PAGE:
Dr Bernhardt began by reminding the audience of the features of the Impella 5.0. This device is an established transaortic axial flow ventricular assist device capable of providing forward blood flow of up to 5 l/min. It was originally designed for femoral access, but axillary access is increasingly used, as it allows for mobilisation of the patient. Recently, a published meta-analysis of Impella 5.0 reported favourable survival outcomes and high rates of myocardial recovery in patients with cardiogenic shock.1 The clinical uses of the surgically implanted Impella 5.0 include haemodynamic support for cardiogenic shock, safer weaning from extracorporeal membrane oxygenation (ECMO) devices, bridge-to-bridge (pre-left ventricular assist device and pre-heart transplant), bridge-to-recovery (myocarditis and peripartum cardiomyopathy) and controlled post-cardiotomy (mitral/aortic valve surgery, coronary artery bypass graft [CABG]/off-pump CABG with ejection fraction <20%).
Impella 5.0 has CE approval in Europe for a maximum 10 days of support. However, >70% of patients at Dr Bernhardt’s hospital require Impella 5.0 support for >10 days. Potential problems associated with longer duration of Impella 5.0 support include in-growth of the pigtail catheter, pump thrombosis and arterial embolisation, due to the presence of a repositioning sheath in the axillary artery.
The Impella 5.5 was developed to address both the need for a longer duration of support and to avoid the complications associated with the Impella 5.0. It is designed to provide haemodynamic support for up to 30 days. Like the Impella 5.0, the Impella 5.5 device is an axial flow transaortic cardiac support device mounted on a 9 Fr steering catheter with a 21 Fr pump cannula. The pump itself is shorter and stiffer than the Impella 5.0. Other improved features in the Impella 5.5 include an optical aortic pressure sensor distal to the outflow of the device and no pigtail at the tip of the catheter (eliminating the risk for in-growth of the pigtail and reducing the risk of thromboembolism and stroke) and improved kink resistance of the cannula. Importantly, the device provides a higher maximum pump flow of up to 5.8 l/min. The device is designed for axillary insertion and the repositioning sheath does not extend into the artery. In addition, modification of the motor size (37% shorter motor housing and the outlet area) improves deliverability. Other modifications in the motor include a modified interior for long-term durability and low purge flows.
Dr Bernhardt mentioned that the first-in-man experience with the new Impella 5.5 in two critically ill patients was performed at his institution.2 His experience is that the device is easier to implant and reposition. Until April 2019, a total of 32 patients at five German hospitals received Impella 5.5, with a survival rate of 68%.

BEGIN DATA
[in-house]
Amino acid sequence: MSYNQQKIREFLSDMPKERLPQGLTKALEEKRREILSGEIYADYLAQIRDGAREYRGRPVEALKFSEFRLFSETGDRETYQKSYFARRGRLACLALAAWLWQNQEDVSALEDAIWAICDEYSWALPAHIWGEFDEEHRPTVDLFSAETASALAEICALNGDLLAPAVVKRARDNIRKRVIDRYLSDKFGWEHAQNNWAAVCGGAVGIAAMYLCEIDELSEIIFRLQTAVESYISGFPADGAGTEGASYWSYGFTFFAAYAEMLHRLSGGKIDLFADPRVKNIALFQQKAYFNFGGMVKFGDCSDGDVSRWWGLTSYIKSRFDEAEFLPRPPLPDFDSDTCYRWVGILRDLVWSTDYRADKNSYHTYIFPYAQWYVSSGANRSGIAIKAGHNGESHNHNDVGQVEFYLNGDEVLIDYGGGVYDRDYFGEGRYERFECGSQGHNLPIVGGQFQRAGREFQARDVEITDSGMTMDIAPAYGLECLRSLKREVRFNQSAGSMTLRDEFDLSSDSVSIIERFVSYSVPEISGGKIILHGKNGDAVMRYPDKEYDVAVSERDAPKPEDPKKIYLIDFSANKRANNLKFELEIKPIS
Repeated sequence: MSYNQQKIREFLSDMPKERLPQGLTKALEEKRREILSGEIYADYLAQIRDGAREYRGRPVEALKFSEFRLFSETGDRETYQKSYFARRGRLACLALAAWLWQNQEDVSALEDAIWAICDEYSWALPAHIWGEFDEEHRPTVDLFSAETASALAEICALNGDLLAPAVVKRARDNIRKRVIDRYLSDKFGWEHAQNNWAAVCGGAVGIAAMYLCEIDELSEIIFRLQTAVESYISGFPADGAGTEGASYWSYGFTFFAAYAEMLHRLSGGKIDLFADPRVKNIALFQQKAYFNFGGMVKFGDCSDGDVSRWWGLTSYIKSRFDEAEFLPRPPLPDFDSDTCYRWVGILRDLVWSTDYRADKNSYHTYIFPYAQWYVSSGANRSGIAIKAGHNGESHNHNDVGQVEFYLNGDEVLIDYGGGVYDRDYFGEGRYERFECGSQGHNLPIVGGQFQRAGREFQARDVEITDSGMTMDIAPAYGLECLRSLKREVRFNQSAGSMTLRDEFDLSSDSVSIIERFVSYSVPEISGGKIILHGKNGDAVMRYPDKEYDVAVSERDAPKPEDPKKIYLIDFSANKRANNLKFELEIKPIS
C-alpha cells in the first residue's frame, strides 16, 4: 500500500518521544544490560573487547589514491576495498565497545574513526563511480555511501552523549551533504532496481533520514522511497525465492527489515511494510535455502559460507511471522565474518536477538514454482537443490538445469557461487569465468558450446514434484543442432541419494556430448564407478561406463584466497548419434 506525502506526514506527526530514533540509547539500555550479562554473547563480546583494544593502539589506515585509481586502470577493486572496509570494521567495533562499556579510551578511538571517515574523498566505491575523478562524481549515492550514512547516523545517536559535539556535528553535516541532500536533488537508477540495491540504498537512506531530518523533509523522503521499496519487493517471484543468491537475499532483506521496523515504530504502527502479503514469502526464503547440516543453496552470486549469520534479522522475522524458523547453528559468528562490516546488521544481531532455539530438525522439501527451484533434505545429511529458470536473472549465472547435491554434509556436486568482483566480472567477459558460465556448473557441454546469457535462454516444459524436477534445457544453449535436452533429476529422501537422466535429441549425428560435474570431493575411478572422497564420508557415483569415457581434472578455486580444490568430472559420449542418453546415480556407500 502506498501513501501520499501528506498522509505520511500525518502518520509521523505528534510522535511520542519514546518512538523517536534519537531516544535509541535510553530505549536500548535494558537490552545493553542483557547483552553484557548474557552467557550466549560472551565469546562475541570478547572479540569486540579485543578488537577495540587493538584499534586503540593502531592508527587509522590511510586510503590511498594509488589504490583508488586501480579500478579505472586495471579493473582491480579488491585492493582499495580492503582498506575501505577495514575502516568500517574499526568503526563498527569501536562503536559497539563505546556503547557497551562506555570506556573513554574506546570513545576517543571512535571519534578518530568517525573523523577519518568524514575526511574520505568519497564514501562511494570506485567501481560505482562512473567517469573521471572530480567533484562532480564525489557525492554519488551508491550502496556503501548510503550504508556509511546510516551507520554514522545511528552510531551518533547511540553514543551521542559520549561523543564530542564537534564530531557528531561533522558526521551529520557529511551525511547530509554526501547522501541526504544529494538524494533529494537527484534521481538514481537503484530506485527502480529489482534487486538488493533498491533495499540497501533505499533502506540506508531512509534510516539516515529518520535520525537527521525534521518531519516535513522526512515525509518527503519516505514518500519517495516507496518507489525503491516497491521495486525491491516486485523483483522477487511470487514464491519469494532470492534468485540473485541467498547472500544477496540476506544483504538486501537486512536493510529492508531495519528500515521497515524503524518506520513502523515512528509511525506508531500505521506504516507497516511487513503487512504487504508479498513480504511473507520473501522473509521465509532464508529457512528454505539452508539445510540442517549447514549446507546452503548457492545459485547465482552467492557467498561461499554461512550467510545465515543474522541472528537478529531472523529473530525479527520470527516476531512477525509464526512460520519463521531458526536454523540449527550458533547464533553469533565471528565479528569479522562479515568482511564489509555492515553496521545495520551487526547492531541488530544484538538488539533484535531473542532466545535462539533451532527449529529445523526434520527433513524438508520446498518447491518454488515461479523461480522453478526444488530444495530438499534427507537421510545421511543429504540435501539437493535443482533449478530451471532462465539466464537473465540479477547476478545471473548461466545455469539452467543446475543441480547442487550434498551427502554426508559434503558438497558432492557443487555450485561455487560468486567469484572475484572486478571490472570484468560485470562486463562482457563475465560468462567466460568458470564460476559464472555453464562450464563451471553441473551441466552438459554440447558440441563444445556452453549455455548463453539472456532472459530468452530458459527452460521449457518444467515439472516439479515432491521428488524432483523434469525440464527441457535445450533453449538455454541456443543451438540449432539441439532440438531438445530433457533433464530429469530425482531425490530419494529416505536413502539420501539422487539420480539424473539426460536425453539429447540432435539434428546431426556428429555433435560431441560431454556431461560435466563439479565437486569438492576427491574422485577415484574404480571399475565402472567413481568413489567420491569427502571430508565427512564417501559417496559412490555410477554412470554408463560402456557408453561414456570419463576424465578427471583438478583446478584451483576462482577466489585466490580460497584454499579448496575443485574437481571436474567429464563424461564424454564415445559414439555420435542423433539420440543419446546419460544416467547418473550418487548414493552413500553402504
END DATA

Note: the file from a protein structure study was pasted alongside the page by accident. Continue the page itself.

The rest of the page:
Dr Bernhardt presented the case of a 63-year-old man receiving Impella 5.5 for post-cardiotomy failure. He had undergone aortic valve replacement (AVR) with a biological valve about 10 years earlier. The replacement valve had deteriorated and had an aortic valve opening of 0.8 cm2. At presentation, the patient had a left ventricular ejection fraction (LVEF) of 26% and left ventricular end-diastolic diameter (LVEDD) of 68 mm. The patient underwent repeat AVR with a Perimount Magna ease valve of 23 mm. Due to the inability to wean him off the cardiopulmonary bypass machine, the surgical team placed an Impella 5.5. The patient was successfully extubated 4 hours after the surgery; he was fully mobile on postoperative day 1 and Impella 5.5 was weaned and explanted under anaesthesia on day 8. At discharge, the patient had an LVEF of 35% and LVEDD of 60 mm.
Dr Bernhardt also mentioned that his institution was the first in Europe to use the Impella Connect, a cloud-based, remote-monitoring platform. The Impella Connect enables hospital clinicians and staff, along with Abiomed’s clinical support team, to view the Automated Impella Controller screen (showing ventricular pressure and Impella alarms, if any) through a secure website, allowing them to track, review and share that information from any internet-capable phone, tablet or computer.
He highlighted the new heart allocation system in the US that prioritises patients supported by temporary mechanical circulatory support (TMCS) devices, such as ECMO, over those with durable, continuous-flow left ventricular assist devices, which may increase the number of patients bridged to transplant with TMCS.3 Furthermore, a recent study by Yin et al. showed that the survival is lowest among patients bridged to transplant with ECMO compared with durable left ventricular assist devices.4 Dr Bernhardt proposed that the Impella 5.5 device may have beneficial outcomes after transplantation compared to ECMO, and should be considered for the potential lower adverse events and mortality rates during short-term device therapy on the waiting list.5
In conclusion, the Impella 5.5 expands the spectrum of available short-term mechanical circulatory support devices. New technical design features, such as the absence of pigtail, helps minimise the risk of thrombus formation, and the optical pressure sensor aids in easy pump placement and monitoring. Early experience with Impella 5.5 in patients shows promising outcomes. Future direction includes the design of the long-term bridge-to-recovery Impella heart pumps.